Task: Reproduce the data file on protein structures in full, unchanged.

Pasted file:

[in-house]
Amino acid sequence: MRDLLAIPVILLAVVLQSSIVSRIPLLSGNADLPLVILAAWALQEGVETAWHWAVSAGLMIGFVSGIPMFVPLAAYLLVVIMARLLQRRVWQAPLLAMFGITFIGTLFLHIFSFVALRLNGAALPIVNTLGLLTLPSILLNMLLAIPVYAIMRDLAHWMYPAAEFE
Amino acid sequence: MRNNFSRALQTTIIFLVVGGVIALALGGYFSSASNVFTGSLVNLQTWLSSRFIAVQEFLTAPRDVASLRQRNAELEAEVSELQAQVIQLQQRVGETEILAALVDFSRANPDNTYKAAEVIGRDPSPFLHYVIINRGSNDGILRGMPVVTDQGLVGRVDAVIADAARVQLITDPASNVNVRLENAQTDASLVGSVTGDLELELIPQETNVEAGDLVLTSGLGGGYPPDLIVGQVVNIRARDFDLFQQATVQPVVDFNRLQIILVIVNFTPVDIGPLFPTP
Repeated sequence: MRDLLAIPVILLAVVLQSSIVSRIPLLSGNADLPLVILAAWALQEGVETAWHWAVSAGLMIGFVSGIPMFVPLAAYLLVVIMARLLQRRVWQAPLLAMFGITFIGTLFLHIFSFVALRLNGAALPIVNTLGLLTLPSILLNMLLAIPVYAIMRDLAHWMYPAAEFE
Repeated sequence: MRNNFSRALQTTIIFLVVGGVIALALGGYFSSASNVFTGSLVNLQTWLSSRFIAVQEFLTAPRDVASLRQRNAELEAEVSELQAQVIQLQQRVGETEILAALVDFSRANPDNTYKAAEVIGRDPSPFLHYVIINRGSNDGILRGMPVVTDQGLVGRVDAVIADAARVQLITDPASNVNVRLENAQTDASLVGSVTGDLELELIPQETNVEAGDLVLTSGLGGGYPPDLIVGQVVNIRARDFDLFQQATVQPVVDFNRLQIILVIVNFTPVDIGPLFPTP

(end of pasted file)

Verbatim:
[in-house]
Amino acid sequence: MRDLLAIPVILLAVVLQSSIVSRIPLLSGNADLPLVILAAWALQEGVETAWHWAVSAGLMIGFVSGIPMFVPLAAYLLVVIMARLLQRRVWQAPLLAMFGITFIGTLFLHIFSFVALRLNGAALPIVNTLGLLTLPSILLNMLLAIPVYAIMRDLAHWMYPAAEFE
Amino acid sequence: MRNNFSRALQTTIIFLVVGGVIALALGGYFSSASNVFTGSLVNLQTWLSSRFIAVQEFLTAPRDVASLRQRNAELEAEVSELQAQVIQLQQRVGETEILAALVDFSRANPDNTYKAAEVIGRDPSPFLHYVIINRGSNDGILRGMPVVTDQGLVGRVDAVIADAARVQLITDPASNVNVRLENAQTDASLVGSVTGDLELELIPQETNVEAGDLVLTSGLGGGYPPDLIVGQVVNIRARDFDLFQQATVQPVVDFNRLQIILVIVNFTPVDIGPLFPTP
Repeated sequence: MRDLLAIPVILLAVVLQSSIVSRIPLLSGNADLPLVILAAWALQEGVETAWHWAVSAGLMIGFVSGIPMFVPLAAYLLVVIMARLLQRRVWQAPLLAMFGITFIGTLFLHIFSFVALRLNGAALPIVNTLGLLTLPSILLNMLLAIPVYAIMRDLAHWMYPAAEFE
Repeated sequence: MRNNFSRALQTTIIFLVVGGVIALALGGYFSSASNVFTGSLVNLQTWLSSRFIAVQEFLTAPRDVASLRQRNAELEAEVSELQAQVIQLQQRVGETEILAALVDFSRANPDNTYKAAEVIGRDPSPFLHYVIINRGSNDGILRGMPVVTDQGLVGRVDAVIADAARVQLITDPASNVNVRLENAQTDASLVGSVTGDLELELIPQETNVEAGDLVLTSGLGGGYPPDLIVGQVVNIRARDFDLFQQATVQPVVDFNRLQIILVIVNFTPVDIGPLFPTP